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Great Tits (Parus major) Reduce Caterpillar Damage in Commercial Apple Orchards


Alternative ways to control caterpillar pests and reduce the use of pesticides in apple orchards are in the interest of the environment, farmers and the public. Great tits have already been shown to reduce damage under high caterpillar density when breeding in nest boxes in an experimental apple orchard. We tested whether this reduction also occurs under practical conditions of Integrated Pest Management (IPM), as well as Organic Farming (OF), by setting up an area with nest boxes while leaving a comparable area as a control within 12 commercial orchards. We showed that in IPM orchards, but not in OF orchards, in the areas with breeding great tits, apples had 50% of the caterpillar damage of the control areas. Offering nest boxes to attract insectivorous passerines in orchards can thus lead to more limited pesticide use, thereby adding to the natural biological diversity in an agricultural landscape, while also being economically profitable to the fruit growers.


Biological control of pests is becoming increasingly important as an answer to the resistance of harmful insects to pesticides, the adverse public attitudes to pesticides and the increasing restriction of their use due to legislation [1]. The main focus in the search for biological pest control agents has been on parasitoid insects [2] and predatory arthropods such as predatory mites, earwigs, lacewings, mirids and anthocorids [1]. The potential contribution of vertebrate predators such as birds has generally been overlooked, mainly because of their presumed lack of a sufficient numerical response to outbreaks of pests. However, most of the studies on birds as biological pest control agents do show a reduction in the population size of harmful insect species [review see 3,4,5]. These studies therefore show that birds have the potential as biological pest control agents, particularly in crops such as apples.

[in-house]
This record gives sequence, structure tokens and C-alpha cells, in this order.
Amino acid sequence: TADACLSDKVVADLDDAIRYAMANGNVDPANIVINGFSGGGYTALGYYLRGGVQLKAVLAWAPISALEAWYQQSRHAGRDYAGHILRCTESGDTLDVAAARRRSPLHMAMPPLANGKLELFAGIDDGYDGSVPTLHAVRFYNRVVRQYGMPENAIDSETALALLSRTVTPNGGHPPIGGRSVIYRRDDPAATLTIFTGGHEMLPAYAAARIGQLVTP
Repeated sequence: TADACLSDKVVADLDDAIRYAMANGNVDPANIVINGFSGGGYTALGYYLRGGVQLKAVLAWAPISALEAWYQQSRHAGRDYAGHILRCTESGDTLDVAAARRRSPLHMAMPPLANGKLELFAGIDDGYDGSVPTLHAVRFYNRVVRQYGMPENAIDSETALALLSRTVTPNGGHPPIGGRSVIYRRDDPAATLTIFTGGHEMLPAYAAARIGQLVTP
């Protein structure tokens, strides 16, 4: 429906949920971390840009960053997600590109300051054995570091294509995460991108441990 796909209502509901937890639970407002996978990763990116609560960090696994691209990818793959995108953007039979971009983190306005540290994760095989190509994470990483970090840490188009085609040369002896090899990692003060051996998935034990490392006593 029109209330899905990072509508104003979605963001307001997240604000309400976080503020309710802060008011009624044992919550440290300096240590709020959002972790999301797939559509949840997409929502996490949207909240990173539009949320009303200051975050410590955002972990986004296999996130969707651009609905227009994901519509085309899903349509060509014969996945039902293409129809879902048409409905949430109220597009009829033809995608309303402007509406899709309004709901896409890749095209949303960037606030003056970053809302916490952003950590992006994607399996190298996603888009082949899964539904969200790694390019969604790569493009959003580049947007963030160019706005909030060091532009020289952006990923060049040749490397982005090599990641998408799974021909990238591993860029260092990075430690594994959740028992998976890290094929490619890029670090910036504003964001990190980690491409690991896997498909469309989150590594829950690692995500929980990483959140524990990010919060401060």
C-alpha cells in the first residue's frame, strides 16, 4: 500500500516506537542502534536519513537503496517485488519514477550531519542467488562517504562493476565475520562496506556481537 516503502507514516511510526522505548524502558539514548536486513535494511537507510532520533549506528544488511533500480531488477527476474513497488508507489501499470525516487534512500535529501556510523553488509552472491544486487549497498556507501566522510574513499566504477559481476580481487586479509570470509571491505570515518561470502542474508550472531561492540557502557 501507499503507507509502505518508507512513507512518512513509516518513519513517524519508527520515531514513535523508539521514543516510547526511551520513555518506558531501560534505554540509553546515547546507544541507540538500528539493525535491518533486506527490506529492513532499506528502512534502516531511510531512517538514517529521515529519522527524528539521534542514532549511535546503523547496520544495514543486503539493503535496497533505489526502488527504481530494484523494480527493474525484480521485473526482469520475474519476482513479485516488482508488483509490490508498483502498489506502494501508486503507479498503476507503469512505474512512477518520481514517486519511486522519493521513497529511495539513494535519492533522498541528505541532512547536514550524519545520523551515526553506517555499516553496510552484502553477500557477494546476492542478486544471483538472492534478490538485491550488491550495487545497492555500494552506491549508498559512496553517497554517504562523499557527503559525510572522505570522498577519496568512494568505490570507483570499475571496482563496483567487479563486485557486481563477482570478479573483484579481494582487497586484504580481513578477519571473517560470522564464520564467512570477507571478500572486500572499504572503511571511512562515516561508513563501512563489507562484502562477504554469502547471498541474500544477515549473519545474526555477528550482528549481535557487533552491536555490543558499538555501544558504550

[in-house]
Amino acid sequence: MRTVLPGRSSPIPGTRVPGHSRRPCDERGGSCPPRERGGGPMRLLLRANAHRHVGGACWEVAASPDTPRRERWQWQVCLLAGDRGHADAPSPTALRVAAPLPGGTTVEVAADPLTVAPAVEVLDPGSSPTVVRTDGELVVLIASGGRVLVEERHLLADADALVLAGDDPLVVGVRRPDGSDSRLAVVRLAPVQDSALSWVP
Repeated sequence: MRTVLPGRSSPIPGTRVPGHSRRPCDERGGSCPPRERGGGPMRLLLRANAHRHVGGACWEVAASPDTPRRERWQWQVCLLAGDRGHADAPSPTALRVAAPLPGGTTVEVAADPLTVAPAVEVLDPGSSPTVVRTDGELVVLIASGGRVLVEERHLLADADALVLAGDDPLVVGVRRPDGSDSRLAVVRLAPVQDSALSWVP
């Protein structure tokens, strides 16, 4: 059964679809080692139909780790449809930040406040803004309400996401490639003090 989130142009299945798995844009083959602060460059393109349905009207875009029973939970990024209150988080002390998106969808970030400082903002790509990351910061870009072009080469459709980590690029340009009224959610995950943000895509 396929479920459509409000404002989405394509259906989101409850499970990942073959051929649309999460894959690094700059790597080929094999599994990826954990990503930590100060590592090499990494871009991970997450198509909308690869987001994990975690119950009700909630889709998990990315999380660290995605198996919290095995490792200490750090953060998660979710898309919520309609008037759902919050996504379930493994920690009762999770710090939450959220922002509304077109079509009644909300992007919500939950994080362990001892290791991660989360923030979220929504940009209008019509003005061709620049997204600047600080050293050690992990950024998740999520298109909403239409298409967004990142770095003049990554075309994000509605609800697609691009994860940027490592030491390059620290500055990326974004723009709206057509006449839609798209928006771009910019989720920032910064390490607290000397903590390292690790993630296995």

The great tit Parus major L. is a common species in the Netherlands and breeds readily in nest boxes. Putting up nest boxes can easily enhance the local density of great tits [6 and personal data]. Within the breeding season great tits mainly forage for caterpillars, which is the preferred food for their nestlings [7][10]. Caterpillars in orchards, such as winter moths Operophtera brumata L. and tortricid moths, are key pests [1], [2]. These features together suggest that great tits can serve as biological control agents for caterpillars in orchards. Mols and Visser [4] showed that foraging by great tits reduced caterpillar damage on apples in an experimental orchard with high caterpillar densities. The question remains, however, whether great tits can also be effective in reducing damage under commercial management with lower caterpillar densities.

In this study we investigated whether great tits can reduce caterpillar damage in commercially managed apple orchards, with either Integrated Pest Management (IPM) or Organic Farming (OF), by measuring damage levels of the apples in areas with and without breeding great tits.


There was a significant effect of the presence versus absence of great tits: a significantly lower percentage of apples was damaged in the area with nest boxes compared to the control area in the same orchard (Table S1; repeated measures ANOVA with binominal errors: treatment: χ2(1) = 4.71, P = 0.03, orchard type x treatment χ2(1) = 3.88, P = 0.049; test without interaction: treatment: χ2(1) = 4.03, P = 0.045). There was no damage reduction in the OF orchards but a very substantial reduction in the IPM orchards, where the damage in the areas with breeding great tits was 50% of the damage in the control areas (5.8% vs 2.9%; Fig. 1).